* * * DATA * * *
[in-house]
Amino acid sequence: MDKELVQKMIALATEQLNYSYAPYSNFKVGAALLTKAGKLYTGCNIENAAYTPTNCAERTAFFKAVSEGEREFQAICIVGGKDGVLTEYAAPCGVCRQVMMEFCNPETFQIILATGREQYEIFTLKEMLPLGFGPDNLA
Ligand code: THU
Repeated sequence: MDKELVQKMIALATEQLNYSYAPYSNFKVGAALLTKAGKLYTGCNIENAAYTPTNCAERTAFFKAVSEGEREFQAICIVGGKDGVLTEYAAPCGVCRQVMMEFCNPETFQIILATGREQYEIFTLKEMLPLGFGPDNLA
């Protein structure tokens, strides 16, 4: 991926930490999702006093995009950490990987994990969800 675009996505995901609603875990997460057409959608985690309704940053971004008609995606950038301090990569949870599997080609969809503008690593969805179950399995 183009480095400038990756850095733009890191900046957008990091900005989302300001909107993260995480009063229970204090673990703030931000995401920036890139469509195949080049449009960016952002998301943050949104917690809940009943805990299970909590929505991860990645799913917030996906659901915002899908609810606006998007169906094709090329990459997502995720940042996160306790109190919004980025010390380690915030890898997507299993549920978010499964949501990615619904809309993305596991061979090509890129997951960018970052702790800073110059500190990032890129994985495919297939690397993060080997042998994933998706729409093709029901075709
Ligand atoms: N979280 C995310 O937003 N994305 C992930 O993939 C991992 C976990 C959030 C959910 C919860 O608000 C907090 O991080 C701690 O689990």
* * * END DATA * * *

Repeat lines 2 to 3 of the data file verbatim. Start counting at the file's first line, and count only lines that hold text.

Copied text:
Amino acid sequence: MDKELVQKMIALATEQLNYSYAPYSNFKVGAALLTKAGKLYTGCNIENAAYTPTNCAERTAFFKAVSEGEREFQAICIVGGKDGVLTEYAAPCGVCRQVMMEFCNPETFQIILATGREQYEIFTLKEMLPLGFGPDNLA
Ligand code: THU